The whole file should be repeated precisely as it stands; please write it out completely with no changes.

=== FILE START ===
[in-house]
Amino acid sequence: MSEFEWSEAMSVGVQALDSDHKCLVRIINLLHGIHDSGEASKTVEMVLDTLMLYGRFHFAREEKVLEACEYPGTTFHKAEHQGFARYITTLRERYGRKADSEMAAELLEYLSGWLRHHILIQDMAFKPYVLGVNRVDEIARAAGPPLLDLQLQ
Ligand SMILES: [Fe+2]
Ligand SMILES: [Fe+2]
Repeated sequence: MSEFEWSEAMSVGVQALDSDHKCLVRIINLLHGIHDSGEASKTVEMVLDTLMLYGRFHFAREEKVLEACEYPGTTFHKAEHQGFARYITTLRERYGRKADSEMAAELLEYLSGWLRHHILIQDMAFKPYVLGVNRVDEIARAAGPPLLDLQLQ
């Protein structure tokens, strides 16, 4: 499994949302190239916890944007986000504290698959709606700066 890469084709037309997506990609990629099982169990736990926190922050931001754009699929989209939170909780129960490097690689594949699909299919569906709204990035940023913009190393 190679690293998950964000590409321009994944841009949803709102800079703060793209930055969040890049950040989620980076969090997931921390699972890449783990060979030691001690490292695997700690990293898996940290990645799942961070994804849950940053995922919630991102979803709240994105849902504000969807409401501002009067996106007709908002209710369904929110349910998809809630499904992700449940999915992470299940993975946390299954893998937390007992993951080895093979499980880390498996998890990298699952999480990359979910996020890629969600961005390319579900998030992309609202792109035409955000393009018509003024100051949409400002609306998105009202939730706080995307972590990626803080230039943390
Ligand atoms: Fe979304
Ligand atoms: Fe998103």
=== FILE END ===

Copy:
[in-house]
Amino acid sequence: MSEFEWSEAMSVGVQALDSDHKCLVRIINLLHGIHDSGEASKTVEMVLDTLMLYGRFHFAREEKVLEACEYPGTTFHKAEHQGFARYITTLRERYGRKADSEMAAELLEYLSGWLRHHILIQDMAFKPYVLGVNRVDEIARAAGPPLLDLQLQ
Ligand SMILES: [Fe+2]
Ligand SMILES: [Fe+2]
Repeated sequence: MSEFEWSEAMSVGVQALDSDHKCLVRIINLLHGIHDSGEASKTVEMVLDTLMLYGRFHFAREEKVLEACEYPGTTFHKAEHQGFARYITTLRERYGRKADSEMAAELLEYLSGWLRHHILIQDMAFKPYVLGVNRVDEIARAAGPPLLDLQLQ
């Protein structure tokens, strides 16, 4: 499994949302190239916890944007986000504290698959709606700066 890469084709037309997506990609990629099982169990736990926190922050931001754009699929989209939170909780129960490097690689594949699909299919569906709204990035940023913009190393 190679690293998950964000590409321009994944841009949803709102800079703060793209930055969040890049950040989620980076969090997931921390699972890449783990060979030691001690490292695997700690990293898996940290990645799942961070994804849950940053995922919630991102979803709240994105849902504000969807409401501002009067996106007709908002209710369904929110349910998809809630499904992700449940999915992470299940993975946390299954893998937390007992993951080895093979499980880390498996998890990298699952999480990359979910996020890629969600961005390319579900998030992309609202792109035409955000393009018509003024100051949409400002609306998105009202939730706080995307972590990626803080230039943390
Ligand atoms: Fe979304
Ligand atoms: Fe998103």